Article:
Mount Kinabalu is a mountain in Malaysia and a UNESCO World Heritage Site.

Why Is It Famous?

The mountain is the tallest peak within the Crocker Range of Borneo. It is also the tallest mountain of the Malay Archipelago and Malaysia’s highest mountain. Based on topographic prominence, it is also the world’s 20th most prominent mountain, with a prominence of 4,095 meters.

What Is Nearby?

Mount Kinabalu is along the West Coast Division within Sabah, Malaysia. It is the main attraction in Kinabalu Park, which is a World Heritage Site.

Geological Description

Within Mount Kinabalu, you can find the ecoregion of the Kinabalu montane alpine meadows as well as the biome of the montane grasslands and shrublands. This makes its surroundings, and the mountain itself, one of the world’s most important biological sites. There are 326 bird species, over 100 mammalian species, and 5,000 to 6,000 plant species identified in the region.

Low’s Peak, the mountain’s summit, slopes gently enough that anyone who is in good physical shape should be able to climb it, without any mountaineering equipment. But there is a risk of altitude sickness, and national park regulations require a guide.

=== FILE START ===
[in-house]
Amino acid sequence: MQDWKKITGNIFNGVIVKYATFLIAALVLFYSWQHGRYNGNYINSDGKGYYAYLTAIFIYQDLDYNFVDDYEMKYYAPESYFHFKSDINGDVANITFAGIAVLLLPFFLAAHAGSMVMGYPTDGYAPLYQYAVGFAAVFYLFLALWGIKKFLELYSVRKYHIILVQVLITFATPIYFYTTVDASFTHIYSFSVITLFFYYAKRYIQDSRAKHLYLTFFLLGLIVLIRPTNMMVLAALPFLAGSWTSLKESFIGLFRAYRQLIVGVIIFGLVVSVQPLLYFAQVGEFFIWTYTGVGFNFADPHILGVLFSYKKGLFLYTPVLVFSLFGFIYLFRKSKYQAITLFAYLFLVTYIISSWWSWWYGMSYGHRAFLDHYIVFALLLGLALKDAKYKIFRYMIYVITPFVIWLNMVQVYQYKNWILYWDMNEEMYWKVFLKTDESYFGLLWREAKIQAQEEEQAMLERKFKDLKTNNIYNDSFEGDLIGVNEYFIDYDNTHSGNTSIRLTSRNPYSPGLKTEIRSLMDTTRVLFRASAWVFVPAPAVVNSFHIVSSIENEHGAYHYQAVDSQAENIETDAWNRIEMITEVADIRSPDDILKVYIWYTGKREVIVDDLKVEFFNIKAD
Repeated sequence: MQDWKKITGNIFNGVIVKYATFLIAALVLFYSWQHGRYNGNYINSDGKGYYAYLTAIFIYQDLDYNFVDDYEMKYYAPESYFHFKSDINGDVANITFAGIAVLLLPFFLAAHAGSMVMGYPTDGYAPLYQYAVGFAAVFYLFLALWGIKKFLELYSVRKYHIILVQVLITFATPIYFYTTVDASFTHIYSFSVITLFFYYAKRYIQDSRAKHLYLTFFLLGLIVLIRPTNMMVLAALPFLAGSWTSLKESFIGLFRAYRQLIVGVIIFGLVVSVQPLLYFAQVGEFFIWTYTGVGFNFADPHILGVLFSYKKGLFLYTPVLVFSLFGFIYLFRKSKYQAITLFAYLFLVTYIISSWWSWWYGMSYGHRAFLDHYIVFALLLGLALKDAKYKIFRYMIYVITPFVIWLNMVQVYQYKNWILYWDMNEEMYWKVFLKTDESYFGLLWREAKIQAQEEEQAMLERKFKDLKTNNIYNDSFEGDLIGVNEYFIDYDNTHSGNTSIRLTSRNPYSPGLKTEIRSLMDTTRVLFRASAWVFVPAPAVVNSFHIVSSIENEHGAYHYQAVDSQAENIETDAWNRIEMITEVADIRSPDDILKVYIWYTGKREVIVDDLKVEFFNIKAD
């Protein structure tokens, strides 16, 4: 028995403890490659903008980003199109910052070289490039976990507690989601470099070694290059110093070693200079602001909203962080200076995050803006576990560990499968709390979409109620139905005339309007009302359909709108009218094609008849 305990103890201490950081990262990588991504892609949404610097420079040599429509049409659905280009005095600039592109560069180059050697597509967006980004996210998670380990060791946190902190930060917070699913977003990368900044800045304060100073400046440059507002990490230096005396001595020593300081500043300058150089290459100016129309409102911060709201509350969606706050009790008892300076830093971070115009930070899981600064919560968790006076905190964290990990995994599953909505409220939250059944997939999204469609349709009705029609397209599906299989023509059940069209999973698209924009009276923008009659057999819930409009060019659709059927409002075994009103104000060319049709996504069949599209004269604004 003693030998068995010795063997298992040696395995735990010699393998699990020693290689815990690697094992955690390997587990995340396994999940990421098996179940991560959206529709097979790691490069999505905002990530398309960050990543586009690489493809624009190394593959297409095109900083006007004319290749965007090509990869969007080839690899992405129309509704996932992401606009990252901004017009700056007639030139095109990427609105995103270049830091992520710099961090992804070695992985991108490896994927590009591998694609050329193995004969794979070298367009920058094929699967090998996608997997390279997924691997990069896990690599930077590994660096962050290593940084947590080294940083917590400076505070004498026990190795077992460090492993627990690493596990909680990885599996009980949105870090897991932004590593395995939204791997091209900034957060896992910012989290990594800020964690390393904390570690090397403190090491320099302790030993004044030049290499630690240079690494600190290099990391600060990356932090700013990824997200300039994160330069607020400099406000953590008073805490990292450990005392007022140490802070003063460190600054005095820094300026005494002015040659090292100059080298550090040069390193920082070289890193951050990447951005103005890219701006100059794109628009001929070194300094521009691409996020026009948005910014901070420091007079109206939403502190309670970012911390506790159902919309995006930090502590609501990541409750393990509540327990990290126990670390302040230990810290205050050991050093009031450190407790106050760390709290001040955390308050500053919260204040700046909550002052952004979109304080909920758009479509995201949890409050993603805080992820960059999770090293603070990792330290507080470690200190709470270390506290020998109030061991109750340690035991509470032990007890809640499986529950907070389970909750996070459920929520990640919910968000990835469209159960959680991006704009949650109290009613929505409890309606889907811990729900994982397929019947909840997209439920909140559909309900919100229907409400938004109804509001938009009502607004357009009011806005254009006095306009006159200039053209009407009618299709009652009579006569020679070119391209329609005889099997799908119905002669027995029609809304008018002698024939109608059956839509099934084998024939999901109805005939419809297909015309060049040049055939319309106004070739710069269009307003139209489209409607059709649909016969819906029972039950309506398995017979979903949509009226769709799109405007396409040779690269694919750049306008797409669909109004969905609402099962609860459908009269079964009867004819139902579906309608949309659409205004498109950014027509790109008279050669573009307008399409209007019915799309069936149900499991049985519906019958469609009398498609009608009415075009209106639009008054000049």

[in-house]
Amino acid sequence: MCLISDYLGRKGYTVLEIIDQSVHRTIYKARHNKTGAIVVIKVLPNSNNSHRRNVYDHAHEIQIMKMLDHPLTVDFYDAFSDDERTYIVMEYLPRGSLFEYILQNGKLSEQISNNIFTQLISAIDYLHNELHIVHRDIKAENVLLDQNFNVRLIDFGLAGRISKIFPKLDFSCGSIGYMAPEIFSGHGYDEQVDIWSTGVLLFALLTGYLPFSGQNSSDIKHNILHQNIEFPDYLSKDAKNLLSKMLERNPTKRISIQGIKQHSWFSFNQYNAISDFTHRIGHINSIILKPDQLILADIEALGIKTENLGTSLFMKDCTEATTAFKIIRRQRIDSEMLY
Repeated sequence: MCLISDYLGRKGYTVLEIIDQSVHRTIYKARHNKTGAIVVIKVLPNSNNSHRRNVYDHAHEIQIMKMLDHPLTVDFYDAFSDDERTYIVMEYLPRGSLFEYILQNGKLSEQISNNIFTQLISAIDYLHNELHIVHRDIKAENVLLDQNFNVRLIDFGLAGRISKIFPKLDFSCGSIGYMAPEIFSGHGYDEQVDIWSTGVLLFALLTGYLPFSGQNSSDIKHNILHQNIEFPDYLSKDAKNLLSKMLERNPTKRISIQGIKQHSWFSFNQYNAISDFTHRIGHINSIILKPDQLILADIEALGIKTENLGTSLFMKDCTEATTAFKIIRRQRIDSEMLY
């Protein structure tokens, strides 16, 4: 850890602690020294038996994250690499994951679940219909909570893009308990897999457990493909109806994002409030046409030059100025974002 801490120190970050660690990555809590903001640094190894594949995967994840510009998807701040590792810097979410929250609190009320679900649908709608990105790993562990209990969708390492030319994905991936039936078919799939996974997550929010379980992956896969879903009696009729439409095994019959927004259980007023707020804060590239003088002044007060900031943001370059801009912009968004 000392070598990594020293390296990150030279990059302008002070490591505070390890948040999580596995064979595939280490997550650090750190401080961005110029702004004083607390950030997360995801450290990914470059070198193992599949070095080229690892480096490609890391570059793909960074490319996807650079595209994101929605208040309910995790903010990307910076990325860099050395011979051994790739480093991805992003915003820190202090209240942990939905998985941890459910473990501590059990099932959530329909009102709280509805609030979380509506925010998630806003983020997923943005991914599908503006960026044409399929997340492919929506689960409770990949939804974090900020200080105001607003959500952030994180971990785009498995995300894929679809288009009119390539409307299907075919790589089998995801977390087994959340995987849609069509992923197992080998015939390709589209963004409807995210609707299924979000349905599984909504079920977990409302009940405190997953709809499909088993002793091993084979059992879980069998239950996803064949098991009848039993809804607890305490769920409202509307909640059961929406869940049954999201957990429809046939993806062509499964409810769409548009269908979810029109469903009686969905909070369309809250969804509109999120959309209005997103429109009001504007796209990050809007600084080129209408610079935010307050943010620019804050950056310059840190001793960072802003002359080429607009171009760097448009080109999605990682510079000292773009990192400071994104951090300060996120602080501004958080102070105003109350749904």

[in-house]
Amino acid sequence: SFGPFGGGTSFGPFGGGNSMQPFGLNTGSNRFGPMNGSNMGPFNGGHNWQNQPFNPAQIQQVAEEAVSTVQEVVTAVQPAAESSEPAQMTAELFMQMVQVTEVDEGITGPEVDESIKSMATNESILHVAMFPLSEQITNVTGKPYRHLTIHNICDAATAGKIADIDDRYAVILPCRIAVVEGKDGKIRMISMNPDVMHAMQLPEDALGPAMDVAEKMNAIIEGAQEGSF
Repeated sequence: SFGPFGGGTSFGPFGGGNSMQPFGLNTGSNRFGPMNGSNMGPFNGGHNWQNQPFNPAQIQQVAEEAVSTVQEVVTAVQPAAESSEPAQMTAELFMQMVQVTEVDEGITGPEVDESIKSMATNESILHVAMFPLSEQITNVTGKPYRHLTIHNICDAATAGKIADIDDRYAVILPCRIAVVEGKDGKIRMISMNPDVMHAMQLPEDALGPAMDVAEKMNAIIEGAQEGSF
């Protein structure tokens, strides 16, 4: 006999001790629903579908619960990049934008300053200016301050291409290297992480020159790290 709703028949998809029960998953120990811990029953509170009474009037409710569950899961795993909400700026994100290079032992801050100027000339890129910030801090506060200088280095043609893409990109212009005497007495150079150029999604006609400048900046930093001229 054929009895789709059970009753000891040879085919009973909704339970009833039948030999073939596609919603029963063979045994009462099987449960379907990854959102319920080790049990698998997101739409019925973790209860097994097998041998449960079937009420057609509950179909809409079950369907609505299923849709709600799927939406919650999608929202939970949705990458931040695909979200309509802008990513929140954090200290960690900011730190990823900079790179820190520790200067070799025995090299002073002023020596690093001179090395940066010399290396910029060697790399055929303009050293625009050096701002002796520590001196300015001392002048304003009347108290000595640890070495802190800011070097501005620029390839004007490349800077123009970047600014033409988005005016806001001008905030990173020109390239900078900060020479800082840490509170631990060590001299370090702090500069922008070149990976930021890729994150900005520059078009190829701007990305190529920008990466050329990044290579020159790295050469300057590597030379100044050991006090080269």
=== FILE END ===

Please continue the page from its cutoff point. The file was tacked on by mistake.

Mount Kinabalu is a large granodiorite pluton with the granodiorite intrusive into ultrabasic and sedimentary rocks. It is the core of the larger Kinabalu massif. The granodiorite intrudes into strata that are strongly folded and probably from the Eocene or Miocene age. Millions of years ago, molten rock pushed out of the earth’s crust, creating the mountain. It is a geologically young mountain since the granodiorite only hardened after cooling around 10 million years ago.

Events in Time

Before 1997, experts thought that Mount Kinabalu’s summit was 4,101 meters. A re-survey that relied on satellite technology that year found it was 4,095 meters above sea level.


Mount Kinabalu has an impressive amount of biodiversity and can be hiked by beginners, unlike most mountains that require specialized equipment and skills.